In Deuteronomy, we see the Lord’s provision and protection described in tandem. Earthly fathers are engineered for provision and protection, but cannot meet all physical or spiritual needs for a growing individual. Human insufficiency illuminates our need for God as the ultimate resource. Like a good dad, God doesn’t indulge our every desire, but only He can sustain us by identifying and meeting our true needs. Responsible fathers try to protect their kids without insulating them from opportunities to grow. While we might experience hardship, the Lord can use our struggles toward increasing our strength. He alone can guard us against the forces of evil.

My son, do not despise the Lord’s discipline,
    and do not resent his rebuke,
because the Lord disciplines those he loves,
    as a father the son he delights in” (Proverbs 3:11-12).

Discipline wasn’t fun when our parents delivered it. We often shrink from the notion of loving rebuke from God. Unlike the unreliable outcomes of human correction, our heavenly Father only sets boundaries which offer increasing benefit to us. His guidance prevents disaster and steers us toward glorious, abundant life. Sinful tendencies resemble nits in our hair, and the Lord removes them as often as we allow Him to comb them out.

As a father has compassion on his children,
    so the Lord has compassion on those who fear him” (Psalm 103:13).

Ideal dads show some compassion to their kids. Many never experienced this quality during childhood. Even those who had caring fathers didn’t get selfless adoration at all times. People in this broken world love imperfectly. Why did Scripture offer this insufficient analogy? Because the ancients living in Old Testament period needed a relevant starting point for understanding their relationship with God. Before Christ set aside His glory to dwell among us in human form, nothing on earth came close to the love of God. Jesus alone offered exact representation of the Father’s love.

“God demonstrates his own love for us in this: While we were still sinners, Christ died for us” (Romans 5:8).

Unconditional. Suffering when we hurt. Willing to suffer for us. Selfless. Unlimited. Over-the-top. Amazing. Beyond all our imagination can comprehend. Blowing all other concepts of love out of the water. THAT is the love our Father extends to us.

This weekend, while honoring those designed to point toward heaven, consider the gift of the cross. Christ’s outstretched arms leave no one excluded from access to a perfect Father. If you’ve never accepted the ultimate love gift of eternal life, let this be your opportunity to respond to Jesus’ scarred hands and receive His embrace. It only takes a simple but sincere prayer, like, “I need You, Jesus. I’m all yours.”

Today could begin your endless Father’s Day.

“The heavens are telling the glory of God; they are a marvelous display of his craftsmanship. Day and night they keep on telling about God” (Psalm 19:1-2).

Tender grass bursts from the earth. Glimmering beetles scurry up to lily pinnacles and raise their antennae. My favorite gnarled oak ascends from a velvety ring of petunias. Its branches wield leafy poufs as live, rain-guzzling, sun-swallowing pom-poms.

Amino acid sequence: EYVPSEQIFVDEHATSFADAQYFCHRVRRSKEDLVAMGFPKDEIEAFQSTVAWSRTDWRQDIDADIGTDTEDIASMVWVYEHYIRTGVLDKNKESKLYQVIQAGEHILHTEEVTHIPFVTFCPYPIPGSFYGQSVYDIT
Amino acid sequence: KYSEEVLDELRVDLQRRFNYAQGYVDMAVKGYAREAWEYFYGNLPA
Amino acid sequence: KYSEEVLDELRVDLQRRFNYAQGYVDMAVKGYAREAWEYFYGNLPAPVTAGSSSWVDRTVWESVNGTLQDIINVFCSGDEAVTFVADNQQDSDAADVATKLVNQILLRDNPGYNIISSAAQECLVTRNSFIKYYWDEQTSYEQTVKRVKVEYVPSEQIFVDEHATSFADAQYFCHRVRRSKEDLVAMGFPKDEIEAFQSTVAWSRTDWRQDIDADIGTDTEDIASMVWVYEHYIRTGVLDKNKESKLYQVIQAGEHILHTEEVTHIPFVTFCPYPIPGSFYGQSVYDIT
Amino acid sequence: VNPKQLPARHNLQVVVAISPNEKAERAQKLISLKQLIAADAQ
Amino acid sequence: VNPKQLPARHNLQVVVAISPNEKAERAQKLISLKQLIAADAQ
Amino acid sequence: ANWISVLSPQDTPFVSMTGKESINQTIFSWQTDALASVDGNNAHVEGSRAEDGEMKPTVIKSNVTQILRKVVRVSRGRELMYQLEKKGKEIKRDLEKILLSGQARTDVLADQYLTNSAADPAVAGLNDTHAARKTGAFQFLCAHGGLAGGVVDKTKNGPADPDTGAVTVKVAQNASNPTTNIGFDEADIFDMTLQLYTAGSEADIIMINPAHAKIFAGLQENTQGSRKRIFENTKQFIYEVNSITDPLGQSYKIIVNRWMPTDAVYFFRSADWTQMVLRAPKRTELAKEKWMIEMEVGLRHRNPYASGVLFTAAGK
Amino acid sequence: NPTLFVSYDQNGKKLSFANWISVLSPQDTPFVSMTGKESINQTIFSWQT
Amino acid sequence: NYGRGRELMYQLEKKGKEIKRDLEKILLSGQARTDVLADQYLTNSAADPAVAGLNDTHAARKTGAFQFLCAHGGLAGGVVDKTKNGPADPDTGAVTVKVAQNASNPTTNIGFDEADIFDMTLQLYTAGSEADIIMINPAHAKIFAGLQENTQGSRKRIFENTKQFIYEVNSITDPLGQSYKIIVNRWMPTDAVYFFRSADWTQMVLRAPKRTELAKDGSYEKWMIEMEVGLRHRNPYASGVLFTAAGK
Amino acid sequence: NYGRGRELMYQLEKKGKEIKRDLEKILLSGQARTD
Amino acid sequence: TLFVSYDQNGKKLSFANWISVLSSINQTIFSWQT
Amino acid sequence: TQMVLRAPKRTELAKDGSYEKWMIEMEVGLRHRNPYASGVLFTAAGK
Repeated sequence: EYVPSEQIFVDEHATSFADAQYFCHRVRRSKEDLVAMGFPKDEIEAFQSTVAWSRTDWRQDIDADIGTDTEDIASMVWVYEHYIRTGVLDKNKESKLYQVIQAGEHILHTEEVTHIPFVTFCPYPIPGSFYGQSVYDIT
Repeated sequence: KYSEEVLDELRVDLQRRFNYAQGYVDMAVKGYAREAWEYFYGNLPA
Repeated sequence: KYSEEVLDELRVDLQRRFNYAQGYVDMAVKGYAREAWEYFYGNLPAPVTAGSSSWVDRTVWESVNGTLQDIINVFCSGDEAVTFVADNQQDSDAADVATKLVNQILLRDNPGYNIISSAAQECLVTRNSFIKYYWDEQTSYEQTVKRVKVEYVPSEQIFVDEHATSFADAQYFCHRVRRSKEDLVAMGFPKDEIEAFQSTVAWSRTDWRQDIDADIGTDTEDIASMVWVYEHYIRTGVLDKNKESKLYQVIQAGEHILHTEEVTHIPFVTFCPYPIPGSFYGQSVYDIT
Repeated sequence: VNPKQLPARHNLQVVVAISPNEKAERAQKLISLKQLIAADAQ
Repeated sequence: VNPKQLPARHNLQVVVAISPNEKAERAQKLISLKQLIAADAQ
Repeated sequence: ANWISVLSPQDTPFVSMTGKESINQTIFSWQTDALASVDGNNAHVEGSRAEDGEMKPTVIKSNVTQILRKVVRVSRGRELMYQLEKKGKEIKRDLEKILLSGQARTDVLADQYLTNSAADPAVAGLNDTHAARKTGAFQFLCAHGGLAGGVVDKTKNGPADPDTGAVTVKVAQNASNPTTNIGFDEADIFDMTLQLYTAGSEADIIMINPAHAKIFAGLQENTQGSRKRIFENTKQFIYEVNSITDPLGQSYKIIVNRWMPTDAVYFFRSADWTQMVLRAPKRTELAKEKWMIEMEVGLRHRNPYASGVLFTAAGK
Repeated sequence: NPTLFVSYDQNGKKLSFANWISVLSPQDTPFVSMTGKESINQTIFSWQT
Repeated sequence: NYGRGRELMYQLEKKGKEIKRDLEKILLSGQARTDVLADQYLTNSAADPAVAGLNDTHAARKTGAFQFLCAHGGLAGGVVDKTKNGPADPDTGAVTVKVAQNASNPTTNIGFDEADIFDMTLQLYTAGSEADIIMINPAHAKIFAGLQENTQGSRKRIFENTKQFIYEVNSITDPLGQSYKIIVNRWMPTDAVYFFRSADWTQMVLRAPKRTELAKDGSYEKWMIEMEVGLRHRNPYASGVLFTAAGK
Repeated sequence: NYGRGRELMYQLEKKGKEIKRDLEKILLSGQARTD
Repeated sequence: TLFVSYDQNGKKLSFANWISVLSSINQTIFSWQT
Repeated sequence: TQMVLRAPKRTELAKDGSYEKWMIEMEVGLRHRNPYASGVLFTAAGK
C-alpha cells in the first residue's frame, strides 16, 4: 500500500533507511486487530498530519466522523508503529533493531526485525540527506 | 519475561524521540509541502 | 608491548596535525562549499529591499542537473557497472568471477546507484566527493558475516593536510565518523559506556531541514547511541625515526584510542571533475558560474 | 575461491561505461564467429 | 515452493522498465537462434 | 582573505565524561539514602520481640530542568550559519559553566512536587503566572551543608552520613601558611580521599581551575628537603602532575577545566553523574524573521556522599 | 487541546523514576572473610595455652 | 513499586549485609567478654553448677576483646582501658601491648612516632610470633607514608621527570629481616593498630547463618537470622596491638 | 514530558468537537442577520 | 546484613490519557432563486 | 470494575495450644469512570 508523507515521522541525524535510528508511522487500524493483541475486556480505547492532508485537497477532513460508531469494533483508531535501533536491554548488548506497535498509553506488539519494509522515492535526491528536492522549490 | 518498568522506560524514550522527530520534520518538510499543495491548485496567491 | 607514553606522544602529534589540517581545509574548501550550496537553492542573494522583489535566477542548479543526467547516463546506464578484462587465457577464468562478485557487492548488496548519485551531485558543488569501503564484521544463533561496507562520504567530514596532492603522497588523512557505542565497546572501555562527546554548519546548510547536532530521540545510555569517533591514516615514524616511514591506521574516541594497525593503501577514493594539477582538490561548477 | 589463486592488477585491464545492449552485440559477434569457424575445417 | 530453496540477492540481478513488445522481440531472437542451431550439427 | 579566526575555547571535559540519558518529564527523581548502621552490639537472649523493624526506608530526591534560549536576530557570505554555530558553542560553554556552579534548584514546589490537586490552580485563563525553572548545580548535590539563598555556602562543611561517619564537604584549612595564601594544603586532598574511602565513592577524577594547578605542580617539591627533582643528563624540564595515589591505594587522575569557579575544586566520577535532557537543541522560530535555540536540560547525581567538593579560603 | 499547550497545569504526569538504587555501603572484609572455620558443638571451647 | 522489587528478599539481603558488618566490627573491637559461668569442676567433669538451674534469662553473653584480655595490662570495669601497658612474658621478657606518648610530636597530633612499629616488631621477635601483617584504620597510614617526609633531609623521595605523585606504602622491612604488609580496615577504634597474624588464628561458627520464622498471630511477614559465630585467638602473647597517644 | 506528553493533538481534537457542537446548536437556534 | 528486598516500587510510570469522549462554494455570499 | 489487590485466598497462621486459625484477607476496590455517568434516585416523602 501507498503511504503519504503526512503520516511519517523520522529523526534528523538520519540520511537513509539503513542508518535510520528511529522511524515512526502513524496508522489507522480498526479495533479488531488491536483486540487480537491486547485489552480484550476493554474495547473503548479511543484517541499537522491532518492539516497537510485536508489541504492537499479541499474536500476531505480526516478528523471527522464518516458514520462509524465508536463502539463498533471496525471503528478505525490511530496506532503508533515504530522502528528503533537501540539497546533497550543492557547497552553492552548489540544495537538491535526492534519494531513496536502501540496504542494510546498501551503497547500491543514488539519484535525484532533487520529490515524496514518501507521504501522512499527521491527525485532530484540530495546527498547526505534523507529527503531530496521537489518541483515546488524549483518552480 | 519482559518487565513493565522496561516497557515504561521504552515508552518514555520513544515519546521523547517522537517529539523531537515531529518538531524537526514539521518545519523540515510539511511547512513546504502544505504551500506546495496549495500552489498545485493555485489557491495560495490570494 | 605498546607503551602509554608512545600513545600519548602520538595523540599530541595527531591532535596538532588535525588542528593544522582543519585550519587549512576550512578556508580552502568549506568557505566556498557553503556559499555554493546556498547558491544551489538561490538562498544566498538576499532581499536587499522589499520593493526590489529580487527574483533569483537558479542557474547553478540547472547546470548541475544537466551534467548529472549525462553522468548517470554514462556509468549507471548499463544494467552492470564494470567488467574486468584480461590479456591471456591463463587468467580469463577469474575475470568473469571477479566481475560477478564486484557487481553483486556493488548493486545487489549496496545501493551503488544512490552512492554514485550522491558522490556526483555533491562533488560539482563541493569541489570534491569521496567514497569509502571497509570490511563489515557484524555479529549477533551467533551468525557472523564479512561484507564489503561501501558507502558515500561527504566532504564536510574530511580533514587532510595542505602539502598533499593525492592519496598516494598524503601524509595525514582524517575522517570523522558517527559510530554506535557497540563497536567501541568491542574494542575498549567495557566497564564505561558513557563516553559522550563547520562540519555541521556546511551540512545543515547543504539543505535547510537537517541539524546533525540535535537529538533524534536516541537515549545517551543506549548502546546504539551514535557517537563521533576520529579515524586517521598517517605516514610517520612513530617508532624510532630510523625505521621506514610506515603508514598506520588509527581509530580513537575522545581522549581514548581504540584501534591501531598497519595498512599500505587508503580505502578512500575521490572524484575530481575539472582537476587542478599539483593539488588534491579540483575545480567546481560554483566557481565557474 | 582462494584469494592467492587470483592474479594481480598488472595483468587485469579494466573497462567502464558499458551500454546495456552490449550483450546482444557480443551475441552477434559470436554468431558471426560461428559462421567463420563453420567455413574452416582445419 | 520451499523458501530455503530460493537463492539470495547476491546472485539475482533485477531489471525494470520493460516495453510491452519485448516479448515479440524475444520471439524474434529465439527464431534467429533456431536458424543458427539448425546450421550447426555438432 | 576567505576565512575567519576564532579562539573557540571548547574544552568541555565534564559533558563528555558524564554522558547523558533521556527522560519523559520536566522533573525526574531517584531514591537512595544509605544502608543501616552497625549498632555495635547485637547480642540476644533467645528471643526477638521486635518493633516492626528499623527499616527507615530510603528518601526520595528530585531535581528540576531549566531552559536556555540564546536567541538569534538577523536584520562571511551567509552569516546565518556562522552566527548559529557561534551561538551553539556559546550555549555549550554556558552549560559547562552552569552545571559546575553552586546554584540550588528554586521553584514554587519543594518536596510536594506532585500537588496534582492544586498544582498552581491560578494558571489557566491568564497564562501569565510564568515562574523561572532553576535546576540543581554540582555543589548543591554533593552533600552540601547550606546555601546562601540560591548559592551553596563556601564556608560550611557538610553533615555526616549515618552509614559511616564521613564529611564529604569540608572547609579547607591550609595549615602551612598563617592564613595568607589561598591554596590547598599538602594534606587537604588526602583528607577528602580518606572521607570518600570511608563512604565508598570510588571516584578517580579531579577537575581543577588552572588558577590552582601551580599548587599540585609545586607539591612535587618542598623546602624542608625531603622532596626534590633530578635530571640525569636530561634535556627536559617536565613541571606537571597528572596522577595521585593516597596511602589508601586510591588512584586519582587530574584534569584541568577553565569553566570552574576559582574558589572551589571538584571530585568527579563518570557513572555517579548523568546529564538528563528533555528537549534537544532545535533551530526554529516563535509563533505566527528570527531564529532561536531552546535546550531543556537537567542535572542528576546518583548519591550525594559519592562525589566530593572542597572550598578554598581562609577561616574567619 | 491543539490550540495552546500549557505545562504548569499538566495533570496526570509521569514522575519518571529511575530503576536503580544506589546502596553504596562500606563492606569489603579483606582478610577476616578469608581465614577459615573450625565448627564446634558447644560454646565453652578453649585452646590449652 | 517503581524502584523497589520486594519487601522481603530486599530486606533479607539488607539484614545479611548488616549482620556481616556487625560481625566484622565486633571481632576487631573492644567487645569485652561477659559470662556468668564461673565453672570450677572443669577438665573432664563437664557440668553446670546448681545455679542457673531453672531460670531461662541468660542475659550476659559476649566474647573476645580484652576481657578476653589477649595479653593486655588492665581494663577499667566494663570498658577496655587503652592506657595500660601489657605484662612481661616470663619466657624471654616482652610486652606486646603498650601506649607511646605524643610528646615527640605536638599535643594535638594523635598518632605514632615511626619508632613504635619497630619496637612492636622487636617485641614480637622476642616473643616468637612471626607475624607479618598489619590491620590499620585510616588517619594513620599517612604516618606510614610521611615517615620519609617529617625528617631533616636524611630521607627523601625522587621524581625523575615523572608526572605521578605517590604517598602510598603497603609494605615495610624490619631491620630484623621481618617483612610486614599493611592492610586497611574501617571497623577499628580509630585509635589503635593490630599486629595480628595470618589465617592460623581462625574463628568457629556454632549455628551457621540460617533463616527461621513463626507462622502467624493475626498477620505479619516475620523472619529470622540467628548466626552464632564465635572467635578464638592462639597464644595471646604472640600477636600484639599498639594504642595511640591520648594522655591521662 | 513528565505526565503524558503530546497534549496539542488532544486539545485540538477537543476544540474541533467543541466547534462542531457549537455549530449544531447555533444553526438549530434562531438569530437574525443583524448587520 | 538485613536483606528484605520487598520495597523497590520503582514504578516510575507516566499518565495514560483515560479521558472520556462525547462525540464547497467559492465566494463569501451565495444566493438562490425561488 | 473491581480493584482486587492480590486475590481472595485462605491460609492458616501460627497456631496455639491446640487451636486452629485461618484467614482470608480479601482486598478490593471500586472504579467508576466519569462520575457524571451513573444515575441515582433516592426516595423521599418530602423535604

Meanwhile, a masterpiece rolls overhead.

Coral rays claim the heavens, staking dawn’s entry. Glorious brilliance floods the earth with awesome energy, both life-sustaining  and requiring the respect rather than scrutiny of mortal eyes. The light reigns undaunted, despite the morphing hues of its backdrop and fleeting clouds to veil its position. Ten thousand bird species laud the majesty in song and aerial dance. Crimson explodes across the skies as the sun descends to meet the edge of our perspective. The world blackens against a fabulous gleam of twilight. Predators crawl out into the shadows, anticipating easy prey in the sun’s absence. The light never abandons us. A silver orb rises against the darkness to reflect the sun’s continued presence. Crickets and cicadas praise its faithfulness. It continues to guide and shine upon us in this new form as we hope for the new dawn.

Before a single word of Scripture inked the ancient papyrus, God authored creation as a living testament. The Bible anoints modern Christians with immeasurable benefits and deepens our understanding of God, but He foresaw those without access to the written word. The Father did not leave anyone bereft of His message. Creation’s magnificent design proves His sovereignty. He reveals Himself and His attention to us in the artistic, majestic, and whimsical elements of nature. The progress of each day reflects the gospel, a Son who remains with us and bestows His life upon us that we might represent Him to the world.

As we continue to cherish Scripture, let us also remain aware of its earliest writing–God’s love letter crafted upon the world around us. The story nature has read aloud since the dawn of creation.

“Jesus went out as usual to the Mount of Olives, and his disciples followed him. On reaching the place, he said to them, ‘Pray that you will not fall into temptation.’ He withdrew about a stone’s throw beyond them, knelt down and prayed,  ‘Father, if you are willing, take this cup from me; yet not my will, but yours be done.’ An angel from heaven appeared to him and strengthened him. And being in anguish, he prayed more earnestly, and his sweat was like drops of blood falling to the ground. When he rose from prayer and went back to the disciples, he found them asleep, exhausted from sorrow. ‘Why are you sleeping?’ he asked them. ‘Get up and pray so that you will not fall into temptation’” (Luke 22:39-46).

On the eve before His crucifixion, Jesus knew each detail of the unprecedented suffering awaiting Him. Jeering pagans would scourge him until near death. The priests who claimed His Father as God would insist they strip and kill Him. He would drag a beam through the dusty streets, as those He suffered to rescue spat upon His battered body. His raw flesh nailed to rough wood, He would hang to suffocate in the blistering sun. And that wasn’t the worst of it. He would also bear the immeasurable weight of every sin from the advent of time until the distant end of all days. Incomparable physical, emotional, and spiritual agony.